Franklin’s Petty Sessions sits on the edge of the Huon River. The late 1800s weatherboard is surrounded by a leafy garden, a lovely option when the weather encourages outside dining. From the veranda you enter the a small foyer decorated by jars of produce and lounge chairs for waiting.
AquaGrill Seafood Café owners, Martino and Sofia Crippa, have moved downtown and upmarket to revitalise a restaurant that had been barely treading water for years. They’re now focused on providing a quality Italian eating experience at their Osteria at Petty Sessions and takeaway fish and chips up the road. The Osteria is a new look for the Petty Sessions which was in much need of love and attention.
The menu is antipasti, pasta, secondi, contorni and dolci – ovviamente.
They are curing their own meats and rolling their own pasta.
Let’s pause for a moment to celebrate the wonder that is fresh, handmade pasta.
It is one of life’s simple joys. Light, a slight bite; straight up or stuffed; and dressed in anything from the gossamer of oil, chilli and lemon zest to a robust ragout. Pasta is the quintessential quick working week dinner or conversely, a weekend labour of love, rolling floury balls through a domestic pasta machine and slow cooking sauces to match.
With the advent of quality dried pasta, some of which is available at large chain supermarkets, making good pasta at home is getting easier. But it’s not the same as having someone who really knows their business make it for you and you don’t have to wash up.
Pasta aside, Martino and Sofia understand their demographic will be far reaching. The table across from us had the butterfly roasted lamb with local artichokes and potatoes ($34), classic beef burger and chips ($22), and the grilled Southport jetty squid and chips ($28).
We ate pasta, choosing the casarecce ai gamberi ($28), house made casarecce, prawns from Queensland, camo de flori saffron and zucchini, and the gnocchi funghi and salsicce ($28), house made gnocchi with Little Isle Farm mushrooms and house made Italian sausage. The prawn dish was big on saffron and the combination of sausage and mushrooms in the creamy sauce was delicious.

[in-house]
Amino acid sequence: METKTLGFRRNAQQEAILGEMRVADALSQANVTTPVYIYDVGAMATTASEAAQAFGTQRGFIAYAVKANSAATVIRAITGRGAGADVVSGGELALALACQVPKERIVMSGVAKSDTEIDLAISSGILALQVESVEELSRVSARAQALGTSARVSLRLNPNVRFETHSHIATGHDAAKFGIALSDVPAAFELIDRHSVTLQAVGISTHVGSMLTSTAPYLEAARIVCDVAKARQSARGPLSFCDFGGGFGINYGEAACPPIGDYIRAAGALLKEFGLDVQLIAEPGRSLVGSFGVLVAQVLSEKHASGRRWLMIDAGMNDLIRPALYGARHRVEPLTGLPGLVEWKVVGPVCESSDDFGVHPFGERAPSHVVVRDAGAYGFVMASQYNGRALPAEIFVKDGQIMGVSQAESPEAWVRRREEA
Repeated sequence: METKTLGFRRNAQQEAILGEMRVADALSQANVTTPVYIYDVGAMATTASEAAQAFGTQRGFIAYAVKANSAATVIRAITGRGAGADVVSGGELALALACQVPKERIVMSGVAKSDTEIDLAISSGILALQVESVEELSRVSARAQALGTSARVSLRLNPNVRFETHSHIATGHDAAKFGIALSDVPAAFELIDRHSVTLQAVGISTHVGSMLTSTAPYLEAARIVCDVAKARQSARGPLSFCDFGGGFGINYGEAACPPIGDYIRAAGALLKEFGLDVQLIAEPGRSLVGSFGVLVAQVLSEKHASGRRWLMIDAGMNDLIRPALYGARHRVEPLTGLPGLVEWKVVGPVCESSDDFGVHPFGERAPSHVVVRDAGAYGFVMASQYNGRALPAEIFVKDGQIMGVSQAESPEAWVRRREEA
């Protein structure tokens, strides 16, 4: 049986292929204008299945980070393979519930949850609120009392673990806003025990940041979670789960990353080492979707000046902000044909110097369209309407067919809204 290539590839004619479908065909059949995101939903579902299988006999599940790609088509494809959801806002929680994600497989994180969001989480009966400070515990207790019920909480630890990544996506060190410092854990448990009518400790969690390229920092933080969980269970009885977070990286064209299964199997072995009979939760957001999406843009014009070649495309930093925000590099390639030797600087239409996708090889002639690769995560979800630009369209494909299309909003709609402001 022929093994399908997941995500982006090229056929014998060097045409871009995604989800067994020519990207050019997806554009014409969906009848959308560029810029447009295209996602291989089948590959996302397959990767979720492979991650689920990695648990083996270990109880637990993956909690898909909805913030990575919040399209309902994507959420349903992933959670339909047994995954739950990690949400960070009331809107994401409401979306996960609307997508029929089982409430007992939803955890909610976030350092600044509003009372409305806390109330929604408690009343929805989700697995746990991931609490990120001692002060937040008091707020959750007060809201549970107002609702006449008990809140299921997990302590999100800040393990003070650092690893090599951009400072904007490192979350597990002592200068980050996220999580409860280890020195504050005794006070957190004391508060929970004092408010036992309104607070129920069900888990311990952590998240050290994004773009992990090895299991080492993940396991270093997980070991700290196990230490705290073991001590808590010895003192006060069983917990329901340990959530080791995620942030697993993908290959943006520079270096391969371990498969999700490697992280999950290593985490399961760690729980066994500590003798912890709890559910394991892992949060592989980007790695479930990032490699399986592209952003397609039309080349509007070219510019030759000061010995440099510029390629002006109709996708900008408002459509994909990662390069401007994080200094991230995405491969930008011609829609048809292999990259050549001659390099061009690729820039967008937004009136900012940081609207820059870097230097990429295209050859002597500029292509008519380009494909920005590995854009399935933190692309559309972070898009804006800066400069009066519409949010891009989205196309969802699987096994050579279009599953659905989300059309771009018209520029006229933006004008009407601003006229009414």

Making the point that Osteria has something for everyone, This Girl jumped to the mains and now I want to walk it back and pay the antipasti some well deserved attention.
From memory Me Wah has abalone on their menu. Somewhere I once ate something decorated with a few abalone shavings (ordered for the abalone alone). I’ve seen it in cans at Mako and at Barilla Bay, cryovaced at the very reasonable price of around a grand for a big-un. Needless to say we jumped at the chance to try the Black Lip Abalone patties ($16) using Ralph’s Seafood abalone, spring onions and preserved lemon aioli. Four crispy, little morsels were presented in an abalone shell. And for a few brief moments we enjoyed the elusive mollusc. We also chose the zucchini flower ($10), a Valley Fresh Farm zucchini and flower attached, stuffed with Tongola farm fresh curd and battered with tempura. It was gorgeous, crisp and delicious.
We finished with the KickAss Tiramisu ($12) which was certainly up there (personal preference – I like grated dark chocolate over cocoa powder) and the cannoli Siciliani ($11) which is assembled to order. Hallelujah to crispy cannoli! The centres were ricotta and chocolate chips and ricotta and berries. I would have eaten mine a little sweeter but The Other Girl gave it her seal of approval.
We drank Aperol spritz and coffees.
Overall, we rated the experience. It is a good option for a nice meal if you’re going for a drive in the country or as a destination for a catch up or event. And it’s sooooo pretty.
Osteria at Petty Sessions in at the southern end of Franklin, riverside, on the Huon Highway.
At the time of writing they were open Wednesday to Saturday, 11.30 am – 8.30 pm.
Find them on Facebook – Osteria at Petty Sessions.